Glass half empty

Here comes the dreaded day. I am driving my girls to the airport once again. I play games with my mind. This time the drive is going to be longer than the last. I think to myself. If I concentrate really hard, I’ll elongate the time before departure. In the end, the drive is still the same. I know the minute they leave my sight, the next interaction is undetermined. There are standards set by the court but are not followed. The process to hold the opposing party in contempt takes months. A resolution to the bigger problem is yet to come. 
As I dread my physical presence in the last moments prior to their departure, the overwhelming pain I feel makes me miss out on the last minutes I have to share my love for them. The time will not return, as it has passed. I hold on to the hope that next time, it will be different. 

The time comes again and once again, I am consumed with emotion again. To experience the same fate. I guess I am fortunate to know the pain I feel confirms my love for my kids. There are those parents that have children but are not mothers and fathers to them. They can easily put themselves in the priority seat and forget they had children at all. I wouldn’t know what that’s like. 

See in a long distance parenting situation one would assume the parent with the majority of the parenting time helps and promotes the children’s communication with the other parent. In my situation Father thrives on the power of control. He does the opposite. The gaps between communication continue to get bigger. To no avail, I repeatedly ask to speak with my girls. I provide my girls devices which have been altered to block, and deter my calls. The phones’ restrictions were locked by their Father. I had no access to update or modify my own phones. 

After hours on the phone with cellular provider and manufacturer, I took control and said no more. The devices are now locked with fingerprint access. The restrictions are set by me with a my code. Problem fixed? Oh no, now their father has kept the cellular phone and won’t allow my daughters to have it.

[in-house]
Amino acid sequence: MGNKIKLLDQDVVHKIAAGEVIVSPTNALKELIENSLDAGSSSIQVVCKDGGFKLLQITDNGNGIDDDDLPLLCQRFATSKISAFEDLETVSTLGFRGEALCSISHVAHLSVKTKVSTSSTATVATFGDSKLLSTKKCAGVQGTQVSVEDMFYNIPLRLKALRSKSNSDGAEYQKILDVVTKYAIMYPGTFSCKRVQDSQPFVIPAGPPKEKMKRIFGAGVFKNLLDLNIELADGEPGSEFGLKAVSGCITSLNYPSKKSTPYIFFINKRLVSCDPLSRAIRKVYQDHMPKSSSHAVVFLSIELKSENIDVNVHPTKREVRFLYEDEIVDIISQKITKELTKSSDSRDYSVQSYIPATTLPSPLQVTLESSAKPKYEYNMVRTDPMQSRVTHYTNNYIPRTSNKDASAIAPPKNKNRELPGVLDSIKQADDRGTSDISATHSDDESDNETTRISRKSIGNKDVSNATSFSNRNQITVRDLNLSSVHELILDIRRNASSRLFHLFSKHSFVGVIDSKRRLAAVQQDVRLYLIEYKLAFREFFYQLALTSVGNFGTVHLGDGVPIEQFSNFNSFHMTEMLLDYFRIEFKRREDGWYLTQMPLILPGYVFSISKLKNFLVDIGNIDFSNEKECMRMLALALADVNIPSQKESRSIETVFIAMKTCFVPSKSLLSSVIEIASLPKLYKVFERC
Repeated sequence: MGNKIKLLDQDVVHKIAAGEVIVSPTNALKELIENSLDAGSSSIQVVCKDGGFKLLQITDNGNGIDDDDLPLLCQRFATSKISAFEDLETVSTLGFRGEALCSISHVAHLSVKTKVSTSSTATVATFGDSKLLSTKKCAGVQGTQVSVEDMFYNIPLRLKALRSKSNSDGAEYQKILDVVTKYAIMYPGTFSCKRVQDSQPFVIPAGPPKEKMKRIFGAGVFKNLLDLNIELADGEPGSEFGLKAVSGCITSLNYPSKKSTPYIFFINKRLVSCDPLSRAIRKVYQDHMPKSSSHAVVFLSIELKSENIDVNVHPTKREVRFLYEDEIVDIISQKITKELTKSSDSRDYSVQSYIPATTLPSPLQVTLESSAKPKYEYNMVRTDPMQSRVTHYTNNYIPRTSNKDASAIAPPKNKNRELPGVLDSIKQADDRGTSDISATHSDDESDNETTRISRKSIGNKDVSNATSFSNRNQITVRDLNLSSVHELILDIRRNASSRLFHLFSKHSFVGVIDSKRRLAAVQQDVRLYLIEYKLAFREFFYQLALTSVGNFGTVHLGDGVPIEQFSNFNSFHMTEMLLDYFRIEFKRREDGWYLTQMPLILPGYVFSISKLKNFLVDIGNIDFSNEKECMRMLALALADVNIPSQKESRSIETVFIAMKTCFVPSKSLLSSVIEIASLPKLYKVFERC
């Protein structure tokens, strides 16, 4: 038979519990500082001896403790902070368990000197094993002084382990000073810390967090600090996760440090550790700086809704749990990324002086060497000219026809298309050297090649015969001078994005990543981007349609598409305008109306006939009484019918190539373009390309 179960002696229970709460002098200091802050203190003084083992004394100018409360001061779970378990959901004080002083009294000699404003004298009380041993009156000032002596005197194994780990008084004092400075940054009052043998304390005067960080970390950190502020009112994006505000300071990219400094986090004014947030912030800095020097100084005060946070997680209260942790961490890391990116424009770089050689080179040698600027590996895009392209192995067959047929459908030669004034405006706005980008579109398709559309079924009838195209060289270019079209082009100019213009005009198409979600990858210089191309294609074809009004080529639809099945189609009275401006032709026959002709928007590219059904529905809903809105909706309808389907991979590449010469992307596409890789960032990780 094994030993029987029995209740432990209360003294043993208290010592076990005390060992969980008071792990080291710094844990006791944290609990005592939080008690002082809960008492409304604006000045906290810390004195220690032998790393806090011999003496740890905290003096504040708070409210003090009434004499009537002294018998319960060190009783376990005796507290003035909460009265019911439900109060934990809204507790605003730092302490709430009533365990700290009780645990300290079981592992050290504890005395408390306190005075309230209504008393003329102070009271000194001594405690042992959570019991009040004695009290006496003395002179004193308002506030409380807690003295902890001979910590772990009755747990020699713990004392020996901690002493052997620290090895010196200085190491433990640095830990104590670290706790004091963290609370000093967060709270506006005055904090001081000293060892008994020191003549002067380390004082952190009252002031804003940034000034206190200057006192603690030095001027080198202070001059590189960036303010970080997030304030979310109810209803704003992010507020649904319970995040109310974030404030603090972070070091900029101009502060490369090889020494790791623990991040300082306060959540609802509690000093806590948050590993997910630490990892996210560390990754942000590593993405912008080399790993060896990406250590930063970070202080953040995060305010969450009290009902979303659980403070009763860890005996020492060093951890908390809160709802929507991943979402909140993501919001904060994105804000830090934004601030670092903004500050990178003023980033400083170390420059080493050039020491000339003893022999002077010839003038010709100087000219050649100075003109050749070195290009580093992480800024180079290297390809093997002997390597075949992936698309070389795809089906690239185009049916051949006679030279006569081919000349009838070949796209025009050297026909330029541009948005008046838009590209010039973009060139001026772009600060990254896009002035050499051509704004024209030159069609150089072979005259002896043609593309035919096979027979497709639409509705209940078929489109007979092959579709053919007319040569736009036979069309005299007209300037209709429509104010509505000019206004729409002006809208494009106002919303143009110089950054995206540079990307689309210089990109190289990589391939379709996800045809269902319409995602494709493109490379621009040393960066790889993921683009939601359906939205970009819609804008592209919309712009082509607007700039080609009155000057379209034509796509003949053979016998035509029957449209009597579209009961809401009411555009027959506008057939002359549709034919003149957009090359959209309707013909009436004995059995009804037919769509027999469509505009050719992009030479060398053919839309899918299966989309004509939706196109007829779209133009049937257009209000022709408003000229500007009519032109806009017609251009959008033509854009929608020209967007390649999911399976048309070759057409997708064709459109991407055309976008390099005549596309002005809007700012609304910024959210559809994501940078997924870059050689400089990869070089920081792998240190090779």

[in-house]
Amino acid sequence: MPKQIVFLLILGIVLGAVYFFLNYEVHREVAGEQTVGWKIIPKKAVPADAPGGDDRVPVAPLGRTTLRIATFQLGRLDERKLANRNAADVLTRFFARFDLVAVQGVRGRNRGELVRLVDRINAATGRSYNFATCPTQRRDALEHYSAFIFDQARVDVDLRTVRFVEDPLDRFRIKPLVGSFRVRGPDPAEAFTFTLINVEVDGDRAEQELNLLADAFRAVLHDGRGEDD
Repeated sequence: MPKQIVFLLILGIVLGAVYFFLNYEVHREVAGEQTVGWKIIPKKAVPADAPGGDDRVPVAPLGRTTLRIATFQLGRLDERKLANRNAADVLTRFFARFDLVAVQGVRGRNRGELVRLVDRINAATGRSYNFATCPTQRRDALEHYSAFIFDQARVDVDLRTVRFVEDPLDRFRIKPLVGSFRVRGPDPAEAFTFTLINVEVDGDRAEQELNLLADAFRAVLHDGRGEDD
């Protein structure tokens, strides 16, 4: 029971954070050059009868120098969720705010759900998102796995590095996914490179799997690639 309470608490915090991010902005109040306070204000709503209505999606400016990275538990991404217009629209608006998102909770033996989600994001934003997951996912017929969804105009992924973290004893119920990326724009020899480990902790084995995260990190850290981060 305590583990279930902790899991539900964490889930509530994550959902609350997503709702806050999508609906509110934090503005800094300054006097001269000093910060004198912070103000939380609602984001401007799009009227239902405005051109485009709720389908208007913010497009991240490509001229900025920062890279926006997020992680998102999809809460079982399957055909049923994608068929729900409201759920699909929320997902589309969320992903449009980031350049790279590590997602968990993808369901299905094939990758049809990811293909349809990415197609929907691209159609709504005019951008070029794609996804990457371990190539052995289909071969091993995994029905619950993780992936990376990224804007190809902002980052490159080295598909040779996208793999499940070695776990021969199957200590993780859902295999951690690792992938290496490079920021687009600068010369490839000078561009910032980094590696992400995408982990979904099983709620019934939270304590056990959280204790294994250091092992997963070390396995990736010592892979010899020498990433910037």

I hope the day comes when I can confidently hand over my little ones with the expectations that, I will speak or FaceTime with them as frequently as one expect to have access to their child. 

Please share, If you are in a similar situation or have a comment and/or suggestion. We want to hear from you. Don’t forget to follow our blog. Thank you for your time. 



5 thoughts on “Glass half empty

  1. Wow, what an amazing story. My heart goes out to you. Stay strong and the truth will prevail. Thank you for sharing, I can relate on some levels to you. I am glad I found this blog, I’m interested in knowing what happens next.

    Liked by 1 person

  2. My friend turned me on to this blog. I think reaching out to give and receive support is so wonderful, way to go. I want to follow you through your journey and provide support to you in any way I can. Please let me know how I can help, and any advice would be appreciated. My daughter is in what seems like a similar situation. Her difficulty is financial, how does one afford to visit often enough to maintain a good relationship with the kids? How often are you able to visit especially if the distance is great? Many Thanks

    Liked by 1 person

    1. I understand the financial burden of flying back and forth to visit. I’ve been flying back once a month. The visual enhancements to the communication realm (FaceTime) helps tremendously in keeping in contact. If you have the support of the other party. I will continue to post my story. Thank you for following.


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